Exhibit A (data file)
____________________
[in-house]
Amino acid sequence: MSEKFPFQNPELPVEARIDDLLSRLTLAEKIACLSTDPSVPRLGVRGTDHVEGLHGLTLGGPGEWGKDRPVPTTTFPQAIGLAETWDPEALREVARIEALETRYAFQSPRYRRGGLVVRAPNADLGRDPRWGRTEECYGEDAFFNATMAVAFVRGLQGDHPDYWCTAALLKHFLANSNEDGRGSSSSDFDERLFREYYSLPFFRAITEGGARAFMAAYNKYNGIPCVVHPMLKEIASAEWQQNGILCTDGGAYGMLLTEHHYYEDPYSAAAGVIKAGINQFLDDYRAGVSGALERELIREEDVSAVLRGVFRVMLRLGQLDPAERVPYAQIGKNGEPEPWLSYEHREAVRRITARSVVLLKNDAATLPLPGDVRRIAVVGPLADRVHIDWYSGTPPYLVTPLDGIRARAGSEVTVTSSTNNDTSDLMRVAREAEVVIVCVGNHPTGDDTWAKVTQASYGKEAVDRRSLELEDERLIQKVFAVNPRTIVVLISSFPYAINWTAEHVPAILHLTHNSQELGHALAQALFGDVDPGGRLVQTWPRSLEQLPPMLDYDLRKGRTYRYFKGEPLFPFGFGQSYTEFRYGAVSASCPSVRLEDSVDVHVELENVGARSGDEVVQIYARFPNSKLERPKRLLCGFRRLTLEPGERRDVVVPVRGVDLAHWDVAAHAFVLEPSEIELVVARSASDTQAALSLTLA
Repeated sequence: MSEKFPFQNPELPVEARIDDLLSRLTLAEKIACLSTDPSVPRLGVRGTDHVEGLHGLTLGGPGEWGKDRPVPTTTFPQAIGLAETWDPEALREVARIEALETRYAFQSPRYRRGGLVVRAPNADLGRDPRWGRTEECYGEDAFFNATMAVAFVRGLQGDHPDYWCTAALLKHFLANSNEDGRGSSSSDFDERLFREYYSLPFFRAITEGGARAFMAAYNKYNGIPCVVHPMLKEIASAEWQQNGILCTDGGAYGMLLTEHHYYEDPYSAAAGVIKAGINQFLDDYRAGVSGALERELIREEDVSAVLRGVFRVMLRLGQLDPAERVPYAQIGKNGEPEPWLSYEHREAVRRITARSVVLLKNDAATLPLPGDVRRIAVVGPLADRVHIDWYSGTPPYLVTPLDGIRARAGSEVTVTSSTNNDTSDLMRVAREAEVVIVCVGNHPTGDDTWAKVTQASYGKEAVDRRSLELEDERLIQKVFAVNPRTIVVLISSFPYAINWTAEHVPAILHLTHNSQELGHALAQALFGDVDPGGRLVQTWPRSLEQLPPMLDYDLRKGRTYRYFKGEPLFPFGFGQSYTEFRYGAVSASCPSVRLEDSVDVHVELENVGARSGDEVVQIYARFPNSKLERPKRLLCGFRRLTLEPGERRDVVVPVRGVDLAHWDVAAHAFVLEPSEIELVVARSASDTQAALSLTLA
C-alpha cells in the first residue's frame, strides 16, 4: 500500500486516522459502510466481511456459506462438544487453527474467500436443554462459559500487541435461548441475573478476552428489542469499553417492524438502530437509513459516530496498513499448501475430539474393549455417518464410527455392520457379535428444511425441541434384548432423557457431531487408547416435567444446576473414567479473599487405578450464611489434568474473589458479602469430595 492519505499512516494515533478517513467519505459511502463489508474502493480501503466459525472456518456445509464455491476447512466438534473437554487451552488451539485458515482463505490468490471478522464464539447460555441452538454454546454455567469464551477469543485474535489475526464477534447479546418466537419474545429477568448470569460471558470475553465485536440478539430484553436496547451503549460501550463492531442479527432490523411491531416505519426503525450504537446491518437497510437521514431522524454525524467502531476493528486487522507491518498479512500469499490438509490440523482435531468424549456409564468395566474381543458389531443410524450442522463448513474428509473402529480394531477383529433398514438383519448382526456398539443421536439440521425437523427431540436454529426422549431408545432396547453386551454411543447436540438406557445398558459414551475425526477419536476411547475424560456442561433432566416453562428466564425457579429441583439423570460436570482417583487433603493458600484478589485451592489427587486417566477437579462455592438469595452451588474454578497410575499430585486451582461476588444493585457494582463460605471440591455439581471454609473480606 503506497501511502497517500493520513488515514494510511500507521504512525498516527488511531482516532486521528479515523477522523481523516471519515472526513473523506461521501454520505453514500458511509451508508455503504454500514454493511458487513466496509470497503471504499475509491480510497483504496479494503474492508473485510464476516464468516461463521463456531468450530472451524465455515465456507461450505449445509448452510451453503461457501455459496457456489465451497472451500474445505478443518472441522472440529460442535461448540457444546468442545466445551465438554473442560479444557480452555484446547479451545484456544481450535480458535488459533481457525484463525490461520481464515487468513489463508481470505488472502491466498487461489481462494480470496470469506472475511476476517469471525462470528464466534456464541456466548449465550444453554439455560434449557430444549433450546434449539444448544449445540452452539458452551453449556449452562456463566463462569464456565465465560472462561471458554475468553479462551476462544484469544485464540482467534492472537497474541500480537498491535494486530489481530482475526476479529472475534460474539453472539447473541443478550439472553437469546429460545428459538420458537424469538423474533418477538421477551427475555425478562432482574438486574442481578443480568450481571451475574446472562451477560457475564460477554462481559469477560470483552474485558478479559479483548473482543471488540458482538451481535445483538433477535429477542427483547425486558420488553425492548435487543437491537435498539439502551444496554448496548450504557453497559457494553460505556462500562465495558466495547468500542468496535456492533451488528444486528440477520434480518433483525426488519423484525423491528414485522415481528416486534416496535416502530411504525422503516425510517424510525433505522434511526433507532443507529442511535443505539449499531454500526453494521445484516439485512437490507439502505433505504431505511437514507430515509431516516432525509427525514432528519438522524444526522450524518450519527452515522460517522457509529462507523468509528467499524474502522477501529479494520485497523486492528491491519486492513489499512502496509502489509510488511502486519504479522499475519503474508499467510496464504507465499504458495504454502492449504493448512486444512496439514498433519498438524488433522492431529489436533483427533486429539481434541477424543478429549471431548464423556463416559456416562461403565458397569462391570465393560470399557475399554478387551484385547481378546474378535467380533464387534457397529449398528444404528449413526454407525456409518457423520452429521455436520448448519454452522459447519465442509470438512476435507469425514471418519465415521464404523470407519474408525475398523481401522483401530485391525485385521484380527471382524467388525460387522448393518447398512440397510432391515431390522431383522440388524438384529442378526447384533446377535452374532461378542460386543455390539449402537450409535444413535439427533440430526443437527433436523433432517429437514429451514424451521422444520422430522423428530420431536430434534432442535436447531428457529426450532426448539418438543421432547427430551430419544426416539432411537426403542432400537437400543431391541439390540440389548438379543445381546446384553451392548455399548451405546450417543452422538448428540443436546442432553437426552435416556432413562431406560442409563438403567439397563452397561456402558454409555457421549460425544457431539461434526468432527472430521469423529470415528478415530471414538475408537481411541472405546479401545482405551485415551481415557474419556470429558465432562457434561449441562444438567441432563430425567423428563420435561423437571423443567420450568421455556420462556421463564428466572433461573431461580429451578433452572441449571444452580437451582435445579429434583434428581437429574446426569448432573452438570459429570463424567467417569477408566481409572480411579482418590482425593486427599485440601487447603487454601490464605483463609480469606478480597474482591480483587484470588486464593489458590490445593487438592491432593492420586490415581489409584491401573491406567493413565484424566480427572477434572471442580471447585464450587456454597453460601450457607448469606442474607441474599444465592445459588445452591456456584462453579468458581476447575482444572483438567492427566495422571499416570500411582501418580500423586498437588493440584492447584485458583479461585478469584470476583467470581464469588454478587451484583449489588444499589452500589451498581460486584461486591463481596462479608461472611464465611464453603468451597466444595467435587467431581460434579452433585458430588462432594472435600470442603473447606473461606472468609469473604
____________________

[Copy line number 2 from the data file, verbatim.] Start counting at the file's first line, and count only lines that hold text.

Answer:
Amino acid sequence: MSEKFPFQNPELPVEARIDDLLSRLTLAEKIACLSTDPSVPRLGVRGTDHVEGLHGLTLGGPGEWGKDRPVPTTTFPQAIGLAETWDPEALREVARIEALETRYAFQSPRYRRGGLVVRAPNADLGRDPRWGRTEECYGEDAFFNATMAVAFVRGLQGDHPDYWCTAALLKHFLANSNEDGRGSSSSDFDERLFREYYSLPFFRAITEGGARAFMAAYNKYNGIPCVVHPMLKEIASAEWQQNGILCTDGGAYGMLLTEHHYYEDPYSAAAGVIKAGINQFLDDYRAGVSGALERELIREEDVSAVLRGVFRVMLRLGQLDPAERVPYAQIGKNGEPEPWLSYEHREAVRRITARSVVLLKNDAATLPLPGDVRRIAVVGPLADRVHIDWYSGTPPYLVTPLDGIRARAGSEVTVTSSTNNDTSDLMRVAREAEVVIVCVGNHPTGDDTWAKVTQASYGKEAVDRRSLELEDERLIQKVFAVNPRTIVVLISSFPYAINWTAEHVPAILHLTHNSQELGHALAQALFGDVDPGGRLVQTWPRSLEQLPPMLDYDLRKGRTYRYFKGEPLFPFGFGQSYTEFRYGAVSASCPSVRLEDSVDVHVELENVGARSGDEVVQIYARFPNSKLERPKRLLCGFRRLTLEPGERRDVVVPVRGVDLAHWDVAAHAFVLEPSEIELVVARSASDTQAALSLTLA